Fiji – University of South Pacific
Dr. Motoyasu Miyata (Senior Consultant, Japan Marine Science Foundation), collaborated with Professor Leon Zann of the Marine Studies Programme at the University of the South Pacific (USP), Fiji, to assist the University in developing its capabilities to provide advanced education in physical oceanography to its students and interested personnel in the South Pacific region, through its regular academic program. USP serves 12 island nations scattered over a vast area in the South Pacific. As the largest educational and research regional institution funded inter-governmentally, it plays a vital role in capacity building essential for sustainable development, especially in ocean issues in the South Pacific. The Marine Studies Programme was specifically designed to provide Pacific Islanders with opportunities for research, education, and training to improve their understanding of the ocean. Dr. Miyata agreed to provide training and capacity building at levels ranging from undergraduate to post graduate levels.
Dr. Miyata taught four basic physical oceanography courses as part of USP’s regular undergraduate Marine Studies program for second and third-year students as well as four other courses in regional management of marine resources in the South Pacific (130 students in total). The courses were applied, in that Dr. Miyata linked some of the major issues in the South Pacific (e.g. global climate change, coral bleaching, vulnerability to cyclones and tsunamis) to physical oceanography. Topics covered in the lectures included an Introduction to Physical Oceanography, El Niño and Southern Oscillation, Time Series Analysis of Observations and, Waves and Tides.
In addition to the lecture series, Dr. Miyata also conducted an intensive two-week training course entitled “Physical oceanography in the South Pacific: Understanding ocean/atmosphere interactions, currents and waves and their implications” (4 – 17 July 2005). A total of 31 participants from 11 island nations attended the training course, including graduate students of USP, graduate technicians, environmental managers and planners in the Pacific Island government. The goal of the course was to provide students with a better understanding of the physical oceanography of the Pacific Islands and its importance in understanding and managing global climate change, coral reef health, and productivity in the region. Topics covered during the course included waves and tides, ocean circulation, the ARGO project, ENSO, tsunamis, application of remote sensing, modelling, practical training in the use of equipment; coral reef ecology and coastal management.
Dr. Miyata found that USP lacked some very basic equipment essential to carrying out a comprehensive research program, and which was also necessary for training purposes. Funds allocated for equipment by the POGO-Nippon-Visiting Professor programme were used to purchase:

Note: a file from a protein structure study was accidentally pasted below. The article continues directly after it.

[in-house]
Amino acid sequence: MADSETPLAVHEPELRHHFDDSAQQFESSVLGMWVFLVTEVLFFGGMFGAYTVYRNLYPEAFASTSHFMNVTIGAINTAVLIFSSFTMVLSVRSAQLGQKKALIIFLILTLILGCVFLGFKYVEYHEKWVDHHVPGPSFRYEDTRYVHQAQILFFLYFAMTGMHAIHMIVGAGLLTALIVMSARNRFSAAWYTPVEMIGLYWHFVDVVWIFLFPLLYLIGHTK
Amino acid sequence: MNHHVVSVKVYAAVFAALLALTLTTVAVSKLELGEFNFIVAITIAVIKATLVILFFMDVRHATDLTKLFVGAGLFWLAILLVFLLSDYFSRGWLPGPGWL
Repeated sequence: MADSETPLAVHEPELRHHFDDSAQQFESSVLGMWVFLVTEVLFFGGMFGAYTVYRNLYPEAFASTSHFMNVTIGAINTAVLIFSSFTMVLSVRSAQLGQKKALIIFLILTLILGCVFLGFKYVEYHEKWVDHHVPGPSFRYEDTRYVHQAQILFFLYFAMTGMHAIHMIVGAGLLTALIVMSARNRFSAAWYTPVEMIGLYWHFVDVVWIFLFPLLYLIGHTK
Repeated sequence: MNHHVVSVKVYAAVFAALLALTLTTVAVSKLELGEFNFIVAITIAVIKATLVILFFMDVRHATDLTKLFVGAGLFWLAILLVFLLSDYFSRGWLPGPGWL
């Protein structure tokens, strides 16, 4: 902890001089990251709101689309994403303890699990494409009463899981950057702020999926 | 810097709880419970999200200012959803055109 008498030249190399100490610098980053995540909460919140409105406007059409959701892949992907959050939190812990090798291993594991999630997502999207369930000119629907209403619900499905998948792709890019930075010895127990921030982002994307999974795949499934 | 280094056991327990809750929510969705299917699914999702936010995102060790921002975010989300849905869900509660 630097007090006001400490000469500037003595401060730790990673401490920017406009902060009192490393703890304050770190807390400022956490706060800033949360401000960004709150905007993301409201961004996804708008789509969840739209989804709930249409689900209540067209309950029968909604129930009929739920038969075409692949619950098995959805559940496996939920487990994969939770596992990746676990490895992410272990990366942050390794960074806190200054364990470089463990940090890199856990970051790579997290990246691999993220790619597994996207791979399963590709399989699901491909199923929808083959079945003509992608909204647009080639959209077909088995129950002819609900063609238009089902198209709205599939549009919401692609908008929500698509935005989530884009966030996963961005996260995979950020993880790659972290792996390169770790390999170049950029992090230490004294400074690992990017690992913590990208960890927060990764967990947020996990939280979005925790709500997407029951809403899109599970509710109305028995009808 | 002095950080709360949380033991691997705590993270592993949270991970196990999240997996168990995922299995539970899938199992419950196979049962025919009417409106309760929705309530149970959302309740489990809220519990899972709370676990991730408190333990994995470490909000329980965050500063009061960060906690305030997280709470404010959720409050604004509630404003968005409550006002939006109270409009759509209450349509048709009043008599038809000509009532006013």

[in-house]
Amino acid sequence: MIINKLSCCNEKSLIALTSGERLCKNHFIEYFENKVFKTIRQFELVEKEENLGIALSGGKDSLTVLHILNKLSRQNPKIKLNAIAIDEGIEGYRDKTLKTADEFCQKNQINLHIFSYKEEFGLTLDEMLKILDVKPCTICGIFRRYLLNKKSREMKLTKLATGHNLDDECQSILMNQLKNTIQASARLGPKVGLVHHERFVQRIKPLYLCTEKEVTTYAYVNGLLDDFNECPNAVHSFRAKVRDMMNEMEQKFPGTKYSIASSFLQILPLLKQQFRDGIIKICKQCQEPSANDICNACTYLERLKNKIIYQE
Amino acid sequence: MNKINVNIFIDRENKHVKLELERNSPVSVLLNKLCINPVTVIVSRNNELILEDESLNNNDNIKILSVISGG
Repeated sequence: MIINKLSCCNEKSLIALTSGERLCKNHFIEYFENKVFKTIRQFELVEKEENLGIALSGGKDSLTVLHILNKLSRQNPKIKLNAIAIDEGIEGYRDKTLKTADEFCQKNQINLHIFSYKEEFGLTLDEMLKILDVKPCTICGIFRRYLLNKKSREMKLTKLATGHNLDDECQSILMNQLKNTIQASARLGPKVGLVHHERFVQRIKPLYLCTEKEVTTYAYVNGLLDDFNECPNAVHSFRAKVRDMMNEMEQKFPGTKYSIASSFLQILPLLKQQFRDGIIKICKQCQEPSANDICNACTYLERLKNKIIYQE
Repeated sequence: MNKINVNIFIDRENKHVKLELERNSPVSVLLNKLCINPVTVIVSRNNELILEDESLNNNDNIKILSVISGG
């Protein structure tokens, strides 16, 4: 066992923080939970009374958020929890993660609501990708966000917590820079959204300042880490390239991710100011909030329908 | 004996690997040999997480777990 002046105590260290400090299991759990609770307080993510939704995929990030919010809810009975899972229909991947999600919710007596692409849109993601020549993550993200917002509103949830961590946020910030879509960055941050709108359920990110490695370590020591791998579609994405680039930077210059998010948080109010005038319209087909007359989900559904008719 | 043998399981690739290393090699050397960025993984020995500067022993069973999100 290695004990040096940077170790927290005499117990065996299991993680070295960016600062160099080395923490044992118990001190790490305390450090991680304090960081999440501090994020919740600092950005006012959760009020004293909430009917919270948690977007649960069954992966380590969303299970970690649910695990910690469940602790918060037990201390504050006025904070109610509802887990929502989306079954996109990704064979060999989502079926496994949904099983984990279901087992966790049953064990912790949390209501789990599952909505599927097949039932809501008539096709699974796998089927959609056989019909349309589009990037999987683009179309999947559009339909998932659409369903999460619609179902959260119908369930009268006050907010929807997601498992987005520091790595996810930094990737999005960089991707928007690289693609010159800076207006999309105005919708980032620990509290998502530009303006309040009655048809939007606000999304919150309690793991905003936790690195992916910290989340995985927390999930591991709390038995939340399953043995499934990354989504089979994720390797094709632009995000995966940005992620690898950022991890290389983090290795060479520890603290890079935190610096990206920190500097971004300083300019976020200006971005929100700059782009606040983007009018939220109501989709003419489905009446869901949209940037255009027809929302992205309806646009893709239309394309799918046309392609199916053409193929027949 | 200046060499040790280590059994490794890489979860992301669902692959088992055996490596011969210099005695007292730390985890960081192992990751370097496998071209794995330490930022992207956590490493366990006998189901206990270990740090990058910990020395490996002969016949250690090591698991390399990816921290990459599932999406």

• one shallow range current meter (Nortek Aquadopp Profilers).
• two intermediate range current meters (Nortek Aquadopp Profilers)
Furthermore Dr. Miyata found that the CTD owned by USP Marine Studies required extensive refurbishing before it could be used effectively for research and education. The refurbishing of the CTD was also carried out using funds from the programme. A number of other smaller items were purchased for teaching and research purposes including books and software for the library.
During the intensive training course, students learned how to measure water temperature and salinity versus depth, using a CTD, in order to gain an understanding of inshore and offshore circulation patterns. Students also learned how to measure the current profiles in shallow coastal waters using the Aquadopp Profilers.
Over and above teaching these undergraduate courses, Dr. Miyata was also heavily involved in developing the post-graduate teaching programmes and acted as an internal examiner for two Masters students, and as an advisor for an M.Sc student.
During his stay in Fiji, Dr. Miyata also undertook a research project to measure ocean currents off the Coral Coast (main island of Viti Levu), in collaboration with his masters course student, Ms. Lavenia Volavola. He made several field trips to record the direction and speed of the coastal currents. The goal of Dr. Miyata’s research was to establish the relationship between the current patterns and the movements of the sediments, with particular attention to the eroded beaches. Dr. Miyata maintained close contact with Ms. Volavola after leaving USP. Dr. Miyata also assisted Mr. Awnesh Singh with his research on sediment movements in Suva Lagoon.
The POGO- Nippon Visiting Professorship Programme at USP had a direct impact on the understanding of physical oceanography in the Pacific Island nations, and has encouraged collaboration and co-operation among oceanographers from various nations. The professional contacts established during the programme will be invaluable for establishing future joint proposals. The visiting professorship programme at USP also provided a new focus on physical oceanography in the SOPAC region, thus contributing in a significant way to capacity building in operational oceanography in the south Pacific.
Fiji Visiting Professorship report here
- Naomi Biribo (Australia)
- Denise Chand
- Anil Deo
- Holly Gittlein
- Anthony Halapua
- Tony Heorake
- Alec Hughes (Australia)
- Malaki Iakopo
- Teeta Kabiriera
- Moyap Kilepak
- Susana Lalanabaravi
- Vanessa Marsh
- Kaaro Metai
- Zahidah ( Zaidy ) Nisa (Fiji)
- Satalaka Petaia
- Justine Prakash
- Selalina Prescott
- Koroa Raumea
- Naveendra Reddy
- Tekirua Riinga (Kiribati)
- Etuati Ropeti (New Caledonia)
- Malia Sale
- Shiv Sharma
- Ron Simpson
- Awnesh Singh
- Reuben John Sulu (Solomon Islands)
- Shital Swarupgaucher (French Polynesia)
- Nenenteiti Teariki
- Teina Tuatai
- Lavenia Volavola Tawake (Australia)